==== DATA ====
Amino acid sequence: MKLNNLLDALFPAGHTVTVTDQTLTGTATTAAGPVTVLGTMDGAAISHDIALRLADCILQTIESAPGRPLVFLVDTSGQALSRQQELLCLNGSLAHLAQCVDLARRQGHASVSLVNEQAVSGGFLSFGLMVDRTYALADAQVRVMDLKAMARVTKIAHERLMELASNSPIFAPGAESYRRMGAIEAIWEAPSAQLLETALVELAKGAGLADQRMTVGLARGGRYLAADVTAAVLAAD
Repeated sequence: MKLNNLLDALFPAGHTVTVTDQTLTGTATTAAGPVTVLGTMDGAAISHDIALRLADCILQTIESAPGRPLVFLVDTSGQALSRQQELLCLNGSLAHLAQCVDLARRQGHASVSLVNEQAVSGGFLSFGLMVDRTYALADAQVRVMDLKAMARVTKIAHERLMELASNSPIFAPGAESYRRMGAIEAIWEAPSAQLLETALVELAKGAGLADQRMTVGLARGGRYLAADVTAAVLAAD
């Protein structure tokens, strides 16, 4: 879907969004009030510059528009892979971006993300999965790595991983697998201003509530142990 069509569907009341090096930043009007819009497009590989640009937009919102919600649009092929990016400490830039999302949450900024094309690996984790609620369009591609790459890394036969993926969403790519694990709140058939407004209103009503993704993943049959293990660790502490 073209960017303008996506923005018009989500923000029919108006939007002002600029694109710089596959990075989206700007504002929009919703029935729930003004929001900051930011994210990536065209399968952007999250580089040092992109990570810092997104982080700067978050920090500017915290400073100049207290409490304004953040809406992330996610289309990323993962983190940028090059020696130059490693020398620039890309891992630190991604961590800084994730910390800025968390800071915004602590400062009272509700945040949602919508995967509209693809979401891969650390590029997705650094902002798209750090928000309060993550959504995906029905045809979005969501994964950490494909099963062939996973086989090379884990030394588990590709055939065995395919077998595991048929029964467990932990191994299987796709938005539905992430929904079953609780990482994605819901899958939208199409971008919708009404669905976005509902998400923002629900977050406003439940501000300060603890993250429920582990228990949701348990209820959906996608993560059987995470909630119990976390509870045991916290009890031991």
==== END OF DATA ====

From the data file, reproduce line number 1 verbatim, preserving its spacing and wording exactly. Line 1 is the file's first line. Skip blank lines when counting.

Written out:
Amino acid sequence: MKLNNLLDALFPAGHTVTVTDQTLTGTATTAAGPVTVLGTMDGAAISHDIALRLADCILQTIESAPGRPLVFLVDTSGQALSRQQELLCLNGSLAHLAQCVDLARRQGHASVSLVNEQAVSGGFLSFGLMVDRTYALADAQVRVMDLKAMARVTKIAHERLMELASNSPIFAPGAESYRRMGAIEAIWEAPSAQLLETALVELAKGAGLADQRMTVGLARGGRYLAADVTAAVLAAD